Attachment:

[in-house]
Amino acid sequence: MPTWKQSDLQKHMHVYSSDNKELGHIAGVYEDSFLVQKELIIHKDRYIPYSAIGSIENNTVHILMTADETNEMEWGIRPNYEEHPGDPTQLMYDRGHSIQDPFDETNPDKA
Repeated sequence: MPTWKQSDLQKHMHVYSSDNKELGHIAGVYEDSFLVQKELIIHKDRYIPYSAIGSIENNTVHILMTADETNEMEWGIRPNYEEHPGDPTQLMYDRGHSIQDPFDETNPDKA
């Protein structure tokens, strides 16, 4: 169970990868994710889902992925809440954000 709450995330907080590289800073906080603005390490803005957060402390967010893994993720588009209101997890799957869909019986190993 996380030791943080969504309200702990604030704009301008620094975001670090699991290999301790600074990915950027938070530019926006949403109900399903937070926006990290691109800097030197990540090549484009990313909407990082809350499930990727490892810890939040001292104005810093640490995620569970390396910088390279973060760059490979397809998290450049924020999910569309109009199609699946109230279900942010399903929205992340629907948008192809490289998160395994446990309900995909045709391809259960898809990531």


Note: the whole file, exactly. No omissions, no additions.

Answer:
[in-house]
Amino acid sequence: MPTWKQSDLQKHMHVYSSDNKELGHIAGVYEDSFLVQKELIIHKDRYIPYSAIGSIENNTVHILMTADETNEMEWGIRPNYEEHPGDPTQLMYDRGHSIQDPFDETNPDKA
Repeated sequence: MPTWKQSDLQKHMHVYSSDNKELGHIAGVYEDSFLVQKELIIHKDRYIPYSAIGSIENNTVHILMTADETNEMEWGIRPNYEEHPGDPTQLMYDRGHSIQDPFDETNPDKA
């Protein structure tokens, strides 16, 4: 169970990868994710889902992925809440954000 709450995330907080590289800073906080603005390490803005957060402390967010893994993720588009209101997890799957869909019986190993 996380030791943080969504309200702990604030704009301008620094975001670090699991290999301790600074990915950027938070530019926006949403109900399903937070926006990290691109800097030197990540090549484009990313909407990082809350499930990727490892810890939040001292104005810093640490995620569970390396910088390279973060760059490979397809998290450049924020999910569309109009199609699946109230279900942010399903929205992340629907948008192809490289998160395994446990309900995909045709391809259960898809990531």